No bride start

No bride start

Married too young and now a mother of two, one woman looks back at what could have been.

MAIRA* often stands by the kitchen window in the morning and afternoon, observing the college nearby.

A deep longing fills her heart every time she sees youths attending classes, reminding her about her own missed opportunities.

"Funny, isn't it, that I was not old enough to buy cigarettes and alcohol, but I was legally married and having children? I wish I had never married that early, though, looking at all that I had to give up for the marriage to work," she says wistfully in a phone interview.

Malaysian law also dictates that at 15, Maira is too young to even refuel a motor vehicle, let alone drive one.

Strangely, under the same set of laws, Maira is not seen as being too young to shoulder the responsibilities of married life.

"I knew nothing about marriage when it happened to me. All I knew were the stories I watched in movies about being happy with the one you love. I also thought I was going to marry the man I love in the future anyway, so why not now?" she says.

Maira and her sweetheart, both from Perak, were married off in a small ceremony after it was discovered that she was three months' pregnant. At the time, she was barely 16, while her husband Adam* was an 18-year-old college student.

Asked if the couple continued their studies after marriage, Maira said the idea did not even cross their minds.

"Since I was pregnant, many people at school looked down on me, and I stopped going to school because I felt uncomfortable.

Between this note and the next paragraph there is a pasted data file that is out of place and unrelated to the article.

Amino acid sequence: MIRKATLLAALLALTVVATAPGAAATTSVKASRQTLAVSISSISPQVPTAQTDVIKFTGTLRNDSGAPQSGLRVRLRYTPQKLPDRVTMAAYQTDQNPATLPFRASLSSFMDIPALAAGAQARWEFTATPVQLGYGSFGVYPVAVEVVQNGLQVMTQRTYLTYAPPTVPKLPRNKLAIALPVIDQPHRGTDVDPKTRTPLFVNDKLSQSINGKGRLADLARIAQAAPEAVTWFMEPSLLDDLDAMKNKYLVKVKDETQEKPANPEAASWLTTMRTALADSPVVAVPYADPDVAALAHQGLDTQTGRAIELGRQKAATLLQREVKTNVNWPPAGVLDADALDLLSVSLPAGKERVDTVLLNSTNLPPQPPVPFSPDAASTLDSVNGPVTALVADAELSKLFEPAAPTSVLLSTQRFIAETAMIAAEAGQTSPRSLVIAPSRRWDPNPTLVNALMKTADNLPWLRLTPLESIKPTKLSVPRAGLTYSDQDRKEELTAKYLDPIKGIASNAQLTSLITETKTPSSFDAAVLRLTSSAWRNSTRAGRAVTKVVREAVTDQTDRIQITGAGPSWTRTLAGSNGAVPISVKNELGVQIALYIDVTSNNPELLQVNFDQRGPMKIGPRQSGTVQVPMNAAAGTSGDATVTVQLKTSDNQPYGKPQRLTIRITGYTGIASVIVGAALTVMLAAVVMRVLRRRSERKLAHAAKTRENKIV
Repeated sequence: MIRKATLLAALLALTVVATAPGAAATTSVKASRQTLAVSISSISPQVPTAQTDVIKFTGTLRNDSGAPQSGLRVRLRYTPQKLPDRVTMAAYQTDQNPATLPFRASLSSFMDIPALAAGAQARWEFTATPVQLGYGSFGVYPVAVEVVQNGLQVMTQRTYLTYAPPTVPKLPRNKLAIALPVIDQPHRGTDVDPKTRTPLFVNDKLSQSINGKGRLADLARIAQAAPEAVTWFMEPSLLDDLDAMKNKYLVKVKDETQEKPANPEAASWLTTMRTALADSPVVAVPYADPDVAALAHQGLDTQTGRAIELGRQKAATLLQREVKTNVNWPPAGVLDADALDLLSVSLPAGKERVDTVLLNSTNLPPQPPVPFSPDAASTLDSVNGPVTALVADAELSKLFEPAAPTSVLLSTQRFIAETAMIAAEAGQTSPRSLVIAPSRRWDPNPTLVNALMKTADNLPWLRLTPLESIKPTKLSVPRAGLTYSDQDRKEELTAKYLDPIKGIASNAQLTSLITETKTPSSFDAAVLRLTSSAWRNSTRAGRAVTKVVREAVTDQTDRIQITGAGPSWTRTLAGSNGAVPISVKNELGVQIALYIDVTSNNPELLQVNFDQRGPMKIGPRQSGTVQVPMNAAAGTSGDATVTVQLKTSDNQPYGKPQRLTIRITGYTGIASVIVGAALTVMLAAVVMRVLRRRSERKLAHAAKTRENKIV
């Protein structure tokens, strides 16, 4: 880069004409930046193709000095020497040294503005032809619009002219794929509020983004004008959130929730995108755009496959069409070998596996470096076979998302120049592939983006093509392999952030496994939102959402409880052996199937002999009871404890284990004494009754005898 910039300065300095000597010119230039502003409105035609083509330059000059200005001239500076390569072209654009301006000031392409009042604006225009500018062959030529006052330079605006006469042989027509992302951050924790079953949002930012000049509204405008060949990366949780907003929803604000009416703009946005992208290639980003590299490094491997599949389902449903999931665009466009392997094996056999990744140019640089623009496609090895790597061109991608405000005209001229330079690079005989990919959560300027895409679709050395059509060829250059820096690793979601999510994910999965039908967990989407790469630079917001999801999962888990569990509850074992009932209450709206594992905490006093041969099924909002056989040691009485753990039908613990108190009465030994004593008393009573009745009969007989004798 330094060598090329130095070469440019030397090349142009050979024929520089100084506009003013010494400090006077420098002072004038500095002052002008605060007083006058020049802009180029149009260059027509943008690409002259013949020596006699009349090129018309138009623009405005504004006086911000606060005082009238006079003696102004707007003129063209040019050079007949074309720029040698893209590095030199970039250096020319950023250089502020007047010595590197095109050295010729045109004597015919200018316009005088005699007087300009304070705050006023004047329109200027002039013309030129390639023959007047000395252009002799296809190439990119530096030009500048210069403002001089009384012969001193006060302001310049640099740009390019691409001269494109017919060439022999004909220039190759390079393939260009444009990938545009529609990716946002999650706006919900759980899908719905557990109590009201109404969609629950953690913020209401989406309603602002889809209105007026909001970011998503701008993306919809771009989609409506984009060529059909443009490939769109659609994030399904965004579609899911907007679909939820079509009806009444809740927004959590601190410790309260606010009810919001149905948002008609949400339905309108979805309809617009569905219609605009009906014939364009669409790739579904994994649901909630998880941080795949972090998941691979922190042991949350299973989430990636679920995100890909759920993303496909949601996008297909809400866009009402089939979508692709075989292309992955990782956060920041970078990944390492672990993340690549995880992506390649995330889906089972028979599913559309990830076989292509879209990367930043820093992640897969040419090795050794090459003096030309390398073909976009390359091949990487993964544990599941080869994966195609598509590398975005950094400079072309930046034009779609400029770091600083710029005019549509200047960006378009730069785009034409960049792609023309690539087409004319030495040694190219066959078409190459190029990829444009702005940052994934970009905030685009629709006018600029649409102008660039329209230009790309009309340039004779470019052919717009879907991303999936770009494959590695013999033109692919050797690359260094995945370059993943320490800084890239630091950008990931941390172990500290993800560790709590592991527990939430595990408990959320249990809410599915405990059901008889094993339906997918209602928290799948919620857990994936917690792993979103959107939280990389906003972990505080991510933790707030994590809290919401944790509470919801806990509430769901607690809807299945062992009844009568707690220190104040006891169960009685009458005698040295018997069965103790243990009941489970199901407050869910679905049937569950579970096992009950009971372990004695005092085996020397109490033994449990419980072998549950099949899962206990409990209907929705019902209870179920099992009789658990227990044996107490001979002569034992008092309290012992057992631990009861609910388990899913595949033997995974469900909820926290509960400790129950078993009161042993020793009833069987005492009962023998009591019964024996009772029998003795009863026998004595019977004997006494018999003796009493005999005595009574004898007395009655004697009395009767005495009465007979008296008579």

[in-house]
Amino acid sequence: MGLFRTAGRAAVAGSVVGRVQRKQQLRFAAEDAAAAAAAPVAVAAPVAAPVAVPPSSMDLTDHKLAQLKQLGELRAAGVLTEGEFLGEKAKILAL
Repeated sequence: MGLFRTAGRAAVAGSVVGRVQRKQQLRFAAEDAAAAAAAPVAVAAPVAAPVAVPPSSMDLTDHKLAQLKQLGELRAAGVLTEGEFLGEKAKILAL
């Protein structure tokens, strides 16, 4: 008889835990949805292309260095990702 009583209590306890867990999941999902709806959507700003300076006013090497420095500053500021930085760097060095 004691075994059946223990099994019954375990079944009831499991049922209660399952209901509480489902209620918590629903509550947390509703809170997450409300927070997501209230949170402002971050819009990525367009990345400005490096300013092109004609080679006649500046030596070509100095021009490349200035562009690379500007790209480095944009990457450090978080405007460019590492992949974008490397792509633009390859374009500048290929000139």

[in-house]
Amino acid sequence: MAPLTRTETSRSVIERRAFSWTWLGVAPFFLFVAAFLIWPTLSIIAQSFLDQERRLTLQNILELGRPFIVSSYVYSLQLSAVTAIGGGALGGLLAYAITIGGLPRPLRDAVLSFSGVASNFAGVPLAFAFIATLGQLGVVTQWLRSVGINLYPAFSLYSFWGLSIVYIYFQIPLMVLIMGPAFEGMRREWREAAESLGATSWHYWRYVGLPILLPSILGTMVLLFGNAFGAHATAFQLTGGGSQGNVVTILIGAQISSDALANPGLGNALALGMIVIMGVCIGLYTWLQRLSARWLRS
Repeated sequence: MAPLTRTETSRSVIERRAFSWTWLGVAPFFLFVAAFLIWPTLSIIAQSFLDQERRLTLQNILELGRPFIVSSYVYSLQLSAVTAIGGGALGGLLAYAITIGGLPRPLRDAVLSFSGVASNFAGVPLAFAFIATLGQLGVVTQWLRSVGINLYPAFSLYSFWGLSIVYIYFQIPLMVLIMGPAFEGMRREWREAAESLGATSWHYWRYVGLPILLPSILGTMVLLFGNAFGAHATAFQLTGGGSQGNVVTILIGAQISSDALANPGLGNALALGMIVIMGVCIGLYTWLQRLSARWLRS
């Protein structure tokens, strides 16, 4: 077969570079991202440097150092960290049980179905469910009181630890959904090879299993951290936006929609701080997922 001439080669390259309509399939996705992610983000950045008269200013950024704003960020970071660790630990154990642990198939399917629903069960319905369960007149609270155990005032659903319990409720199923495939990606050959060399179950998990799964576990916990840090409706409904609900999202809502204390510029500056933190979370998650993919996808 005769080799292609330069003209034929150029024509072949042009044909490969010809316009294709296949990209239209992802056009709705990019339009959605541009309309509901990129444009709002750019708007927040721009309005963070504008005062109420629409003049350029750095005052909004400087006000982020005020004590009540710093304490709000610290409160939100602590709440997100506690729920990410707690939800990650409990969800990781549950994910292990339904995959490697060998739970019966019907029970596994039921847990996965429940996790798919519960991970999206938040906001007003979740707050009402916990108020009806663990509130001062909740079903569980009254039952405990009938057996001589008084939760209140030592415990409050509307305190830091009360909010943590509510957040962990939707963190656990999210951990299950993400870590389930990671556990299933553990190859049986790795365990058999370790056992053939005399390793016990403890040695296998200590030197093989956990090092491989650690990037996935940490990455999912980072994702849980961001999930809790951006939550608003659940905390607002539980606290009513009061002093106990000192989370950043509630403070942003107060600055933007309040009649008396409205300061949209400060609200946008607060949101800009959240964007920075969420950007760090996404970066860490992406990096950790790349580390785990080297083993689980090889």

"Adam stopped his studies because he said he had to support the family from then on," she says.

It was not a romantic, happily-ever-after kind of union for Maira and Adam, since they discovered early on that things were not going according to plan. Adam's job as a mechanic only brought in enough to pay for basic needs and Maira's medical costs.

The pent-up frustrations resulted in Adam taking it out on his wife, by means of verbal and sometimes physical abuse.

"If that was not enough, my mother-in-law would join in and abuse me as well, since she blamed me for apparently spoiling her son's future. Even during my pregnancy, no one would accompany me to hospital for check-ups. I had to take the bus to and from the hospital by myself," she says.

Thankfully for Maira, things looked up for her somewhat after she gave birth to a healthy baby girl a few months later.

Adam became more attentive towards their needs, and eventually moved their little family to the Klang Valley so they could escape his mother's abuses.

Financially, however, things were still bad for them, forcing Maira to take up odd jobs in between caring for her baby to make ends meet.

"I did part-time house-cleaning and babysitting, while Adam took on extra jobs.

"I remember being very depressed during that time. I lost my friends, my family members, I was even losing touch with Adam because both of us were so busy supporting our little family," she rues.

Fast forward 10 years since the early marriage, and Maira is now holding down a job as a receptionist in her cousin's company, while Adam works as a driver for a corporate figure. Their two young daughters are attending primary school near their small flat in the Klang Valley.

"While I'm thankful that my marriage has survived the tough times, if you ask me whether I will make the same decision to marry early if I could go back in time, I won't. My friends at school have a good education, and some have just started a family. None of them had to go through what I did, because they were prepared for married life.

"My time has passed, and my focus now is on my daughters. They deserve their education and better career chances, and I will not let them marry until they are completely ready for that life," says Maira.

* Names have been changed to protect privacy.

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